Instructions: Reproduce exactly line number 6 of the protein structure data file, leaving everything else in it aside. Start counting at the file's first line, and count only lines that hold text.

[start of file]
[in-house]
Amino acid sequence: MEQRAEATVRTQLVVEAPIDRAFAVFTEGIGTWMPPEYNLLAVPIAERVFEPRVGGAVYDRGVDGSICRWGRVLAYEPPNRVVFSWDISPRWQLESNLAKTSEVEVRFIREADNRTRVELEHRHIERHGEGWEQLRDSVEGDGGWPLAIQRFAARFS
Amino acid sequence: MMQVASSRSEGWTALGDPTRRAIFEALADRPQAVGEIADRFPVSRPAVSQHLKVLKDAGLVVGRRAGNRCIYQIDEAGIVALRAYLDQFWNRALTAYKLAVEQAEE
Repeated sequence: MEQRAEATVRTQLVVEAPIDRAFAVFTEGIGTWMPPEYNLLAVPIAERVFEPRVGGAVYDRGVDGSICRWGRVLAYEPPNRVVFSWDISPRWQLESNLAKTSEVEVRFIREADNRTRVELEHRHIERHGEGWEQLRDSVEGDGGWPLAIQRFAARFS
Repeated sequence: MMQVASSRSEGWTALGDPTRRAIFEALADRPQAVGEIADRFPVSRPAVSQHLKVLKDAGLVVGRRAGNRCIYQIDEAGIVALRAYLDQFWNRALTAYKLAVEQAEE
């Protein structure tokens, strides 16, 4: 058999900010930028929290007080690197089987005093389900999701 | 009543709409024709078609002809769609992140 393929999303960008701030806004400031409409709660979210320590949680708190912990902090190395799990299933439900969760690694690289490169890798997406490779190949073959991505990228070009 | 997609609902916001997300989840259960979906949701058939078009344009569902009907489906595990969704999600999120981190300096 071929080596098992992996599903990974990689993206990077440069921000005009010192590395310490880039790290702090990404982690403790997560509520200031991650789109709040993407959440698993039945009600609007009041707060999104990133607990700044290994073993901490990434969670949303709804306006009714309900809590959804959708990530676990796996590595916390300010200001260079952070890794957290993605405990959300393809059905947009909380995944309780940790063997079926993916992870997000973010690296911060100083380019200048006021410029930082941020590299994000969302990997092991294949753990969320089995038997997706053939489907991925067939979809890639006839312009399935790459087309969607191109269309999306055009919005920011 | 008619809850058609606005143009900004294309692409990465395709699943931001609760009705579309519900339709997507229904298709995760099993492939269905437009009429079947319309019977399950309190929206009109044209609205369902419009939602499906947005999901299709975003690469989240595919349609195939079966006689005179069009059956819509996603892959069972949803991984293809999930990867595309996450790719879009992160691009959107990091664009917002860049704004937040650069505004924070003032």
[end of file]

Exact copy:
């Protein structure tokens, strides 16, 4: 058999900010930028929290007080690197089987005093389900999701 | 009543709409024709078609002809769609992140 393929999303960008701030806004400031409409709660979210320590949680708190912990902090190395799990299933439900969760690694690289490169890798997406490779190949073959991505990228070009 | 997609609902916001997300989840259960979906949701058939078009344009569902009907489906595990969704999600999120981190300096 071929080596098992992996599903990974990689993206990077440069921000005009010192590395310490880039790290702090990404982690403790997560509520200031991650789109709040993407959440698993039945009600609007009041707060999104990133607990700044290994073993901490990434969670949303709804306006009714309900809590959804959708990530676990796996590595916390300010200001260079952070890794957290993605405990959300393809059905947009909380995944309780940790063997079926993916992870997000973010690296911060100083380019200048006021410029930082941020590299994000969302990997092991294949753990969320089995038997997706053939489907991925067939979809890639006839312009399935790459087309969607191109269309999306055009919005920011 | 008619809850058609606005143009900004294309692409990465395709699943931001609760009705579309519900339709997507229904298709995760099993492939269905437009009429079947319309019977399950309190929206009109044209609205369902419009939602499906947005999901299709975003690469989240595919349609195939079966006689005179069009059956819509996603892959069972949803991984293809999930990867595309996450790719879009992160691009959107990091664009917002860049704004937040650069505004924070003032």